Canadian Mennonite
Volume 13, No. 15
Jul. 27, 2009


Unfinished business

Dick Benner


Dick Benner

Harry Lafond thinks Mennonites have a lot of “unfinished business” with aboriginals, issues from which we should not “walk away.”

As executive director of the Office of the Treaty Commissioner in Saskatchewan, he might be expected to say this to a Learning Tour group taking the time to travel to Duck Lake following Assembly in Saskatoon last month (see our main feature on page 4).

For some of us this declaration might bring a sigh of weariness, for others another prick of the conscience. We have been on this journey for quite some time now.

Sorry for taking the land from First Nations people for more than a century, we asked for their forgiveness in a “litany of confession” as early as the 1970 Winkler Assembly. “We have erred where we have poured our energies and anxieties into doing things instead of listening and learning, where principles, policies, programs and right theology took priority over you, the people,” our leaders humbly wrote among a long list of confessions.

That act of official contrition sustained us for another 36 years until a group of farmers, pastors and members of the Young Chippewayan First nation met at Stoney Knoll, Sask., to “exchange stories, play games and link hearts,” according to our own Canadian Mennonite account. That was in the fall of 2006.

A year later, our church leaders in the persons of Lois Coleman Neufeld and Robert J. Suderman joined the Anglican Church of Canada and the Evangelical Lutheran Church of Canada, along with other church bodies to sign a joint statement of recommitment to aboriginal justice. It was a Kairos moment, literally—an initiative guided by the organization Kairos on behalf of its church members.

Isn’t that enough? some of us might be asking quietly.

That’s precisely the point. We right-brain German/Russian/Swiss types have a different view of time, of work, of organization than do our First Nation counterparts. At times, and with the issues to which Lafond refers, our cultures couldn’t be more at variance.

We Mennonites, though mostly gentle in spirit, are hard-driving, impatient, task-oriented, organized to the tee, orderly, systematic, logical and persistent. We set up measurable goals and expect results. We are known more for our good deeds than for our many words. Just look at how cheerfully we volunteer for the many projects of Mennonite Disaster Service, the partnerships we form with nationals all over the world through Mennonite Central Committee.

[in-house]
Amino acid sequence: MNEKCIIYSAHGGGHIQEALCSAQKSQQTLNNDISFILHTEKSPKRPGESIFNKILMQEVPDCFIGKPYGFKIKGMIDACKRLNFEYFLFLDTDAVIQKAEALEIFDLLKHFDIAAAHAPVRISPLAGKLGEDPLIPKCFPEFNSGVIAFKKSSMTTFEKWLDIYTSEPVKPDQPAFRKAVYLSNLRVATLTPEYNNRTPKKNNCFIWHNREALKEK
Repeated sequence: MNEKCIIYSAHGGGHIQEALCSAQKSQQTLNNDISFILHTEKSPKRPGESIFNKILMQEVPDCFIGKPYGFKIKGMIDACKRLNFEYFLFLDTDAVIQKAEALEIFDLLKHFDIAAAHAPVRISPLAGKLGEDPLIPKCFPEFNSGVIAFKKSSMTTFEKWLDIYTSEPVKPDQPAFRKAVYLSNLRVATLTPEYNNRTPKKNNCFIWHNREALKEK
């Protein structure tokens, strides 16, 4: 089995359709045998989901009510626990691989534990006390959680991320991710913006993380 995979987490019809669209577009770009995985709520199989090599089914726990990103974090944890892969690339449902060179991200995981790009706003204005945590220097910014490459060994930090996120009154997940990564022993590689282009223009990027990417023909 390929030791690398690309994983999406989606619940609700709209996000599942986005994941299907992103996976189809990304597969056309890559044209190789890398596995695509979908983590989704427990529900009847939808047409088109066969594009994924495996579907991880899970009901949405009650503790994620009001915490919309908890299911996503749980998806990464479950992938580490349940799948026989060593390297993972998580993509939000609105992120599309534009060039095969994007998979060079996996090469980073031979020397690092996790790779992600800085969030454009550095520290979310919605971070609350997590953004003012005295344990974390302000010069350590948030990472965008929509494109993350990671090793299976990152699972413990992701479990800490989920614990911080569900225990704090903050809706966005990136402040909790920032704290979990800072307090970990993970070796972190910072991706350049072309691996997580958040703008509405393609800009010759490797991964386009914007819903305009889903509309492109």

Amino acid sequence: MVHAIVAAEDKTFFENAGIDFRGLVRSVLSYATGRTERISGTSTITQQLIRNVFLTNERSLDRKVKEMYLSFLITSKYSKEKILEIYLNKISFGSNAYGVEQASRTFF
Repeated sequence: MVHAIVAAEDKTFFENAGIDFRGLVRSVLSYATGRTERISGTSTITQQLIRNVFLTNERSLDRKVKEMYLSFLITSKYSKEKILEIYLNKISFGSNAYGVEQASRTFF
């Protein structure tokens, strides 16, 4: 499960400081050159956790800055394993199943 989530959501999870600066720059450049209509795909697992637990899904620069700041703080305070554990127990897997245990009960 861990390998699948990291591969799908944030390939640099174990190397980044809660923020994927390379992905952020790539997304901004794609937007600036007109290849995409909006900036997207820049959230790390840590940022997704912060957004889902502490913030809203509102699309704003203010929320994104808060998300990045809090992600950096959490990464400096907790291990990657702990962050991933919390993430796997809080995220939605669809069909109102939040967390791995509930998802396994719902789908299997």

So why can’t we bring some closure to our reconciliation with the aboriginals?

Could it be that, despite our best efforts, we still have trouble comprehending and accepting our cultural differences? To the aboriginal, time is the great teacher, not a commodity. Waiting for the “right time” is a virtue, not something to be anxious about. “Time is money” or “Time is of the essence” are not their slogans. Things of the spirit are far more important than machines, technology and conveniences.

Elders are respected and cared for, not warehoused in retirement communities and nursing homes. Their wisdom is a cultural treasure, highly valued by members of all ages in the community. In their oral society, elders’ well-chosen words of counsel and advice are taken seriously, not diminished because of the aging process.

The earth is the aboriginal’s “mother,” nurturer/provider/protectorate all tied up in one, not a patch of dirt that gives back higher and higher yields per hectare. And it is to be shared with others who depend on it for sustenance, not marked off with “No Trespassing” signs. To be in tune with nature is to be at peace with oneself, with the universe, with the Great Spirit. While we tend to compartmentalize our lives into manageable systems, they see life as a whole, as a “circle,” to use Lafond’s imagery.

So, despite our best efforts, our good intentions and contrite confessionals, this business of reconciliation, as Lafond puts it, is far from complete. It is only another milestone on the journey, a road on which “we are all learners in building bridges and relationships with our neighbours,” as Edith von Gunten puts it. She along with her husband, Neill, co-directs Mennonite Church Canada’s Native Ministry.

Through the persistent efforts of Lafond, cooperating with Mennonites and other church bodies, the wider society is coming to terms with the merging of these two cultures. Last year, Saskatchewan became the first province to implement mandatory treaty education in the public schools, an event that on September 15, 2008, coincided with the 134th anniversary of the signing of Treaty 4. Last month Manitoba followed suit. Ontario has it under advisement.

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